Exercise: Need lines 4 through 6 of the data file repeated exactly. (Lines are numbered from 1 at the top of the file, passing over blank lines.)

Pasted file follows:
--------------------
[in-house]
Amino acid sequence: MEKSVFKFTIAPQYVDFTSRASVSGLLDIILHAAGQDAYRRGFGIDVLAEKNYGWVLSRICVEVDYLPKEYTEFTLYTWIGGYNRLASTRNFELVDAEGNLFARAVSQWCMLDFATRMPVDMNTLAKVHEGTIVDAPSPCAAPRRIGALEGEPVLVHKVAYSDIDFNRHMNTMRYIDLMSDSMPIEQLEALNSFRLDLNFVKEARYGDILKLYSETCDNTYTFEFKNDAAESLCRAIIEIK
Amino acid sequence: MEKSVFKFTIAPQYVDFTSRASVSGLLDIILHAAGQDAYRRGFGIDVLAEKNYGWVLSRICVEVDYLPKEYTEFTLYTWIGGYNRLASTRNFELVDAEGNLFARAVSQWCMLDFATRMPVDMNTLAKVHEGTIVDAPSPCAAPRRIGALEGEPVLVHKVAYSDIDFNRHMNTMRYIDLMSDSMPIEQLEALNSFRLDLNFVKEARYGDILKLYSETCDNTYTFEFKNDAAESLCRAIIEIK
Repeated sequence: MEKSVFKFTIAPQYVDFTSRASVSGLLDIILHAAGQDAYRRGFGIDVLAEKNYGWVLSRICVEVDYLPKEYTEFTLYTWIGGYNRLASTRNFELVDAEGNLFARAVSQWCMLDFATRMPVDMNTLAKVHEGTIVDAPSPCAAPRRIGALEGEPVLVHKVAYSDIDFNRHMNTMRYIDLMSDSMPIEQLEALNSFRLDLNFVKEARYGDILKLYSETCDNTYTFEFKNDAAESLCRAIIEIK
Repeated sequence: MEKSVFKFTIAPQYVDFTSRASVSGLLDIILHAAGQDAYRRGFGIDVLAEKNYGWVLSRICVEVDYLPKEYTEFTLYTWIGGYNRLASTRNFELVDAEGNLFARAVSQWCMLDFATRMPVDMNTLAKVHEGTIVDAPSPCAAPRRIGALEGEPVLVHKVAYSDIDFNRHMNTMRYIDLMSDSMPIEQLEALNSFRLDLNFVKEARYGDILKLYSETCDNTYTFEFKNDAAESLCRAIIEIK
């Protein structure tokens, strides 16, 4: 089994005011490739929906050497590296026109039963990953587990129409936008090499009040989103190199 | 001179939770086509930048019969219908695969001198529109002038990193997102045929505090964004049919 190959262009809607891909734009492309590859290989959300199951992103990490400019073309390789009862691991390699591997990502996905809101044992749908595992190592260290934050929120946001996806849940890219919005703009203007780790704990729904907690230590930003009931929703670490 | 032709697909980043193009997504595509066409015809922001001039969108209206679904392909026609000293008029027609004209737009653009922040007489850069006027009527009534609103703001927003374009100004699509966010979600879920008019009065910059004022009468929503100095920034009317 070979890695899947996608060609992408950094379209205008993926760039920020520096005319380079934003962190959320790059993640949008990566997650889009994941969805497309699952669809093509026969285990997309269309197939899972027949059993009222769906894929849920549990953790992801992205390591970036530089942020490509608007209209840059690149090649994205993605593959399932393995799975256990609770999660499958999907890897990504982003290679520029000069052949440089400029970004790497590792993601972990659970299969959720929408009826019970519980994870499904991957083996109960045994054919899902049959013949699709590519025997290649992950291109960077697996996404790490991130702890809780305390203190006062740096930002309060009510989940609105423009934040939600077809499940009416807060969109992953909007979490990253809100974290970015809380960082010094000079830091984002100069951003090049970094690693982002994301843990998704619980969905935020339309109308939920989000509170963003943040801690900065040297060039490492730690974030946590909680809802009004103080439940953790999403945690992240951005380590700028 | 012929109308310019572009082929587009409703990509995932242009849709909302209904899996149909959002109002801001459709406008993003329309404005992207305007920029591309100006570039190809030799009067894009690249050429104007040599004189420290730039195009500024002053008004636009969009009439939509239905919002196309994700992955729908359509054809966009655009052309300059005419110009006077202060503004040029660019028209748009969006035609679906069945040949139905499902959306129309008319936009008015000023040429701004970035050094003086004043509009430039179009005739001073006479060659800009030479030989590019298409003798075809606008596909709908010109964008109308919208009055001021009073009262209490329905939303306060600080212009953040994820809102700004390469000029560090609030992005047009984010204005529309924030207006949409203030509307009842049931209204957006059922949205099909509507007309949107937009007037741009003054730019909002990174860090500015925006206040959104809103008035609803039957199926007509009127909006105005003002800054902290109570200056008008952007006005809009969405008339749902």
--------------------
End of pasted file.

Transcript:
Repeated sequence: MEKSVFKFTIAPQYVDFTSRASVSGLLDIILHAAGQDAYRRGFGIDVLAEKNYGWVLSRICVEVDYLPKEYTEFTLYTWIGGYNRLASTRNFELVDAEGNLFARAVSQWCMLDFATRMPVDMNTLAKVHEGTIVDAPSPCAAPRRIGALEGEPVLVHKVAYSDIDFNRHMNTMRYIDLMSDSMPIEQLEALNSFRLDLNFVKEARYGDILKLYSETCDNTYTFEFKNDAAESLCRAIIEIK
Repeated sequence: MEKSVFKFTIAPQYVDFTSRASVSGLLDIILHAAGQDAYRRGFGIDVLAEKNYGWVLSRICVEVDYLPKEYTEFTLYTWIGGYNRLASTRNFELVDAEGNLFARAVSQWCMLDFATRMPVDMNTLAKVHEGTIVDAPSPCAAPRRIGALEGEPVLVHKVAYSDIDFNRHMNTMRYIDLMSDSMPIEQLEALNSFRLDLNFVKEARYGDILKLYSETCDNTYTFEFKNDAAESLCRAIIEIK
């Protein structure tokens, strides 16, 4: 089994005011490739929906050497590296026109039963990953587990129409936008090499009040989103190199 | 001179939770086509930048019969219908695969001198529109002038990193997102045929505090964004049919 190959262009809607891909734009492309590859290989959300199951992103990490400019073309390789009862691991390699591997990502996905809101044992749908595992190592260290934050929120946001996806849940890219919005703009203007780790704990729904907690230590930003009931929703670490 | 032709697909980043193009997504595509066409015809922001001039969108209206679904392909026609000293008029027609004209737009653009922040007489850069006027009527009534609103703001927003374009100004699509966010979600879920008019009065910059004022009468929503100095920034009317 070979890695899947996608060609992408950094379209205008993926760039920020520096005319380079934003962190959320790059993640949008990566997650889009994941969805497309699952669809093509026969285990997309269309197939899972027949059993009222769906894929849920549990953790992801992205390591970036530089942020490509608007209209840059690149090649994205993605593959399932393995799975256990609770999660499958999907890897990504982003290679520029000069052949440089400029970004790497590792993601972990659970299969959720929408009826019970519980994870499904991957083996109960045994054919899902049959013949699709590519025997290649992950291109960077697996996404790490991130702890809780305390203190006062740096930002309060009510989940609105423009934040939600077809499940009416807060969109992953909007979490990253809100974290970015809380960082010094000079830091984002100069951003090049970094690693982002994301843990998704619980969905935020339309109308939920989000509170963003943040801690900065040297060039490492730690974030946590909680809802009004103080439940953790999403945690992240951005380590700028 | 012929109308310019572009082929587009409703990509995932242009849709909302209904899996149909959002109002801001459709406008993003329309404005992207305007920029591309100006570039190809030799009067894009690249050429104007040599004189420290730039195009500024002053008004636009969009009439939509239905919002196309994700992955729908359509054809966009655009052309300059005419110009006077202060503004040029660019028209748009969006035609679906069945040949139905499902959306129309008319936009008015000023040429701004970035050094003086004043509009430039179009005739001073006479060659800009030479030989590019298409003798075809606008596909709908010109964008109308919208009055001021009073009262209490329905939303306060600080212009953040994820809102700004390469000029560090609030992005047009984010204005529309924030207006949409203030509307009842049931209204957006059922949205099909509507007309949107937009007037741009003054730019909002990174860090500015925006206040959104809103008035609803039957199926007509009127909006105005003002800054902290109570200056008008952007006005809009969405008339749902």